Although Avitia's form motion is sworn to, the memorandum he filed in support of his motion is not. Avitia has thus failed to satisfy the threshold requirement of bringing forth some minimal evidentiary basis for his alleged request to file a notice of appeal.

Without any evidence that Avitia reasonably demonstrated a desire to appeal, this court must hold that his attorney's performance was not deficient under Strickland. No rational defendant in Avitia's position would want to appeal the 72-month sentence, and Avitia never timely demonstrated to his counsel any desire to appeal it.

Even if this court were to hold that Bolger's performance was constitutionally ineffective, Avitia has not presented any evidence that he was prejudiced under Roe as a result of Bolger's advocacy. First, Avitia has failed to bring forth evidence showing that he would have appealed his sentence, but for his attorney's (allegedly) ineffective performance. Second, Avitia has not alleged non-frivolous grounds for appealing the judgment. During his plea colloquy, Avitia did not challenge the drug quantities or any other material facts stated by the prosecutor with regard to what the evidence in this case would show. Quite the opposite, when asked whether he agreed with the prosecution's statement of the crimes he committed, Avitia responded, "Yes." GA 53--54. Avitia's counsel did object to the two-level supervisory-role enhancement that was imposed pursuant to U.S.S.G. § 3B1.1(c), which Avitia could have appealed. Avitia, however, agreed with the evidence stated by the prosecutor that demonstrated Avitia's utilization of co-defendant Rubio-Rodriguez in making narcotics deliveries to co-defendant Perez. On the basis of this uncontradicted and unchallenged evidence, the two-level supervisory enhancement was clearly appropriate. Without offering any new evidence at this stage tending to show otherwise, Avitia's objection to this enhancement would be frivolous and thus a waste of time.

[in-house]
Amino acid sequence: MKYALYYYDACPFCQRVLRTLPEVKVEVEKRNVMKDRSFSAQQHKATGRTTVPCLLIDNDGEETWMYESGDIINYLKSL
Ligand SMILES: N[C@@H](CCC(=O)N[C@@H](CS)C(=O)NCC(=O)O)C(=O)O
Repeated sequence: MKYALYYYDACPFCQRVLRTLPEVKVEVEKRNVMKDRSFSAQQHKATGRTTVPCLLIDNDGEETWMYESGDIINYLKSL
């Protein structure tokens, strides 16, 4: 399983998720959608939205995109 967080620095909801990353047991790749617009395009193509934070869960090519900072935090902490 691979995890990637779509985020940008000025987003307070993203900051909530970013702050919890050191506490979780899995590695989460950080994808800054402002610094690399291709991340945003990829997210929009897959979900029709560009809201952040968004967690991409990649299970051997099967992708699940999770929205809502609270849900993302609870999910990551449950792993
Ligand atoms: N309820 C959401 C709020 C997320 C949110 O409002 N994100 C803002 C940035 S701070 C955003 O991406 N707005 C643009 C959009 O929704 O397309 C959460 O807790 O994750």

Avitia was not prejudiced in any way by his counsel's failure to appeal. Avitia has failed to satisfy either prong of the Roe test, and thus this court holds that his attorney was not constitutionally ineffective under Strickland for failing to file a notice of appeal.

B. Counsel's Performance During Plea and Sentencing Hearings

Avitia makes several assertions buttressing his other Strickland claim of ineffective assistance at his plea and sentencing hearings, but each one is belied by his sworn statements at the plea colloquy and by his counsel's advocacy on his behalf at the sentencing hearing. Avitia's memorandum asserts that he was pressured and coerced to accept the plea; that counsel did not seek a downward departure at sentencing; that counsel misled him as to the potential punishment he faced; failed to advise him of his constitutional rights and the burdens of proof placed upon the government; failed to investigate the facts of the case and all possible defenses; and failed to challenge the drug quantities. None of these allegations holds up under scrutiny.

The transcript of the plea colloquy flatly contradicts the deficiencies Avitia alleges to have occurred. While under oath, Avitia stated that he understood the charges against him, had discussed the charges with his attorney, and was fully satisfied with his counsel's representation and advice. He also stated that nobody had made any promises or threats to him in an effort to persuade him to plead guilty. The court advised him of the penalties he faced, and he confirmed that he had discussed the sentencing guidelines with counsel.*fn10 The court also advised him of his constitutional right to a jury trial and that at trial the government would have to prove the charges against Avitia beyond a reasonable doubt. Additionally, at the court's request the prosecutor recited the facts and evidence the government would present at trial to prove the charges. In response to a question from the court, Avitia stated that he agreed with the prosecutor's statement of what he had done. And finally, the PSR made factual findings with respect to the drug amounts, to which there were no objections.